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Thursday, December 28, 2006

Bludgers get more! (start bludger bashing here)

You can see why Labour released this little gem in the holidays, talkback political correctness blow hards must be near hysterical with news that the Government intends to lower fines for poor people. The reality is that if you are poor, getting a fine has no effect, you can’t pay it and simply add it to the long list of other things you can’t pay for. This mentality of course erodes any respect for the system, the real challenge is to find the compassion within ‘middle class’ folk to allow Governments to expand the franchise of democracy to those on the bottom who don’t follow the rules because they have nothing to loose. Expanding that franchise could be through 40year low interest mortgages for beneficiaries to buy their own state home, once you have assets, you tend to respect property – you make people value the system once they have a stake in it.

Government's plan slashes fines for people who can't pay
Criminal offenders on low incomes face punishments other than fines as the Government responds to public anger at the number of fines never paid.

Alternatives such as warnings as well as lower fines and enforcement penalties are being considered for young and poorer offenders.

But the 35 per cent of fine defaulters who can afford to pay and don't are facing tough action.

They may be threatened with driving licence suspension and credit agency blacklisting.

Another proposal floated in a review of fine infringements is to increase the use of demerit points for traffic offences.

The Government is concerned that attempts to enforce payment are targeted at those who cannot afford to pay, and does little to encourage those who can.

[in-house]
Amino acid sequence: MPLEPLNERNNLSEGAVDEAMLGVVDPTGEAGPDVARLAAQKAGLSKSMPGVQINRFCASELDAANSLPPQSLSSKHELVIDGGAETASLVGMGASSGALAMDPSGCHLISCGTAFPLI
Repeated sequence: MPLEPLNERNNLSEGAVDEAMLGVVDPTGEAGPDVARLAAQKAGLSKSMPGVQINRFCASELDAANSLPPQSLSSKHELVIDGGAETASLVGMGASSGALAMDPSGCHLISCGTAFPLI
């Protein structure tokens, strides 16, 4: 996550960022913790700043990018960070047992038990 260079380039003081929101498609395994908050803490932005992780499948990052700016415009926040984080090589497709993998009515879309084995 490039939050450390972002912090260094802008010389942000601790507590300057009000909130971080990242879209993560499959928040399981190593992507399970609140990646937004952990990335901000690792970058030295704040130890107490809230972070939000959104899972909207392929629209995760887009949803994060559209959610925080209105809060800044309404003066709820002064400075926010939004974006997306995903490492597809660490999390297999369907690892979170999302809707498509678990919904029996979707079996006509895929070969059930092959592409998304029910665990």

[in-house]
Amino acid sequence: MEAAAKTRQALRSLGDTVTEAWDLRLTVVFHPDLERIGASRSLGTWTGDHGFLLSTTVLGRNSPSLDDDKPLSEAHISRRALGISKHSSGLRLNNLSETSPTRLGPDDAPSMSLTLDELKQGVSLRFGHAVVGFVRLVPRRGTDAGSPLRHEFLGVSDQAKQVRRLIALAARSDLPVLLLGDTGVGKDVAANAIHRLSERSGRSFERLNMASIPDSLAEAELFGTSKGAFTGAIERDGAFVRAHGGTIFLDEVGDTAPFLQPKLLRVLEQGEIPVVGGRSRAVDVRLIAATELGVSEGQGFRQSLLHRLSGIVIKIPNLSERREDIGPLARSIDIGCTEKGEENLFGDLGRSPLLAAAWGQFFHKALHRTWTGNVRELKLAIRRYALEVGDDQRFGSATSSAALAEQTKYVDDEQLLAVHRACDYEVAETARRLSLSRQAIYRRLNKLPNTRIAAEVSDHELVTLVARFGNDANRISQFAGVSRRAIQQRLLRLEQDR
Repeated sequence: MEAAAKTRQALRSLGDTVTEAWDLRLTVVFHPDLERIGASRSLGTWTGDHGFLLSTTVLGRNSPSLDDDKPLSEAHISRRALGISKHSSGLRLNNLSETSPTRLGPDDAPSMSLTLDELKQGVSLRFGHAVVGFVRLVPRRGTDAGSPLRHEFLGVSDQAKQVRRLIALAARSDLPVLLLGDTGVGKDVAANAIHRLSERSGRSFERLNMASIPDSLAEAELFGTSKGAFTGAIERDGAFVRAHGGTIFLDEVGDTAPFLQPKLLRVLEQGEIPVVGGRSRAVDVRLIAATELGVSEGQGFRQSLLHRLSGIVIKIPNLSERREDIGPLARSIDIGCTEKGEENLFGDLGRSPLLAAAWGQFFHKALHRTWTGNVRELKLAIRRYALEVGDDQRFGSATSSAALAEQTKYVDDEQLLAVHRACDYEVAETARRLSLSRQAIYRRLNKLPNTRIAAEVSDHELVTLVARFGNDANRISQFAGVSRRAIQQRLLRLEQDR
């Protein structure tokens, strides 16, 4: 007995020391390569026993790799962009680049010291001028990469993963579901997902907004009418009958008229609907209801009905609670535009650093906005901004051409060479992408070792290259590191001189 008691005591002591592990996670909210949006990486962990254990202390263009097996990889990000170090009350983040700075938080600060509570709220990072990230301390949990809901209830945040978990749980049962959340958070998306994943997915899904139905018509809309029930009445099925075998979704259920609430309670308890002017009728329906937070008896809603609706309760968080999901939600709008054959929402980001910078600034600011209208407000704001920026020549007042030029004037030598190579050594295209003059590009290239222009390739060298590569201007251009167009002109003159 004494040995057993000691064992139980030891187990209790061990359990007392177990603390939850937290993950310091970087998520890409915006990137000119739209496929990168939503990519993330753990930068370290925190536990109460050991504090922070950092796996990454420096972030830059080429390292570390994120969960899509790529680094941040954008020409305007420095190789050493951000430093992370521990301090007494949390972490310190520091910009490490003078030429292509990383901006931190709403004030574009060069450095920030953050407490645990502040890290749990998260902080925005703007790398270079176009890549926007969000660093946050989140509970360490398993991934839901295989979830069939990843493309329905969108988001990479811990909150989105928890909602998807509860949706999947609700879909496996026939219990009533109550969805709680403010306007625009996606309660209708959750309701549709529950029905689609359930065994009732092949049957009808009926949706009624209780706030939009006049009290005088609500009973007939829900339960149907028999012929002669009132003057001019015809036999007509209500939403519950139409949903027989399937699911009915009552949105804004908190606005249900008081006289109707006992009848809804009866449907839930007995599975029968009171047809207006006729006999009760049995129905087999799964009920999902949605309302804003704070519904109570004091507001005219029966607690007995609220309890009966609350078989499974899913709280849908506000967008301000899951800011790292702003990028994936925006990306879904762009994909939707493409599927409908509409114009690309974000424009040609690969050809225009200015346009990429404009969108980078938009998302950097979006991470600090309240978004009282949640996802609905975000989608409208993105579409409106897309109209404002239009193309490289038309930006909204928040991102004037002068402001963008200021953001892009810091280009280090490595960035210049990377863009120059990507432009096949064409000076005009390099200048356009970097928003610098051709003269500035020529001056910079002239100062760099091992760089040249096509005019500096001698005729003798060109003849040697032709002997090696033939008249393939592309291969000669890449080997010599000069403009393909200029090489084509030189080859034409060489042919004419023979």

At 28/12/06 2:58 pm, Anonymous Anonymous said...

''once you have assets, you tend to respect property – you make people value the system once they have a stake in it. ''

That point is highly relevant, I think. Well said.

At 28/12/06 4:37 pm, Anonymous Anonymous said...

When I was flat broke I got a speeding fine - paid it of course, but it hurt.

However it did make me very, very careful not to get anymore.

In fact it hurt so much I still take great care not to attract fines - successfully so far.

To me it was simple - if I don't want to pay fines don't do things to get them.

When I lived in South Auckland I got the feeling that certain people were let off when caught without car rego and stuff, may be they made a unilateral decision that there was no point in issuing fines to people who can't/won't pay.

When I got pulled over I wonder if my fine was issued because I looked like I could and would pay.

Don't know but I would like to see some research into how fines are issued and when 'discretion' is used to let people off.

A friend of mine was attacked by a bloke while driving his car – the victim had the presence of mind to get the attackers car rego and report it, waste of time – the attacker was let off, never got any explanation as to why. Maybe those who look poor are allowed to attack those who look (but may not be) less poor. Just have to accept if I suppose - such if life.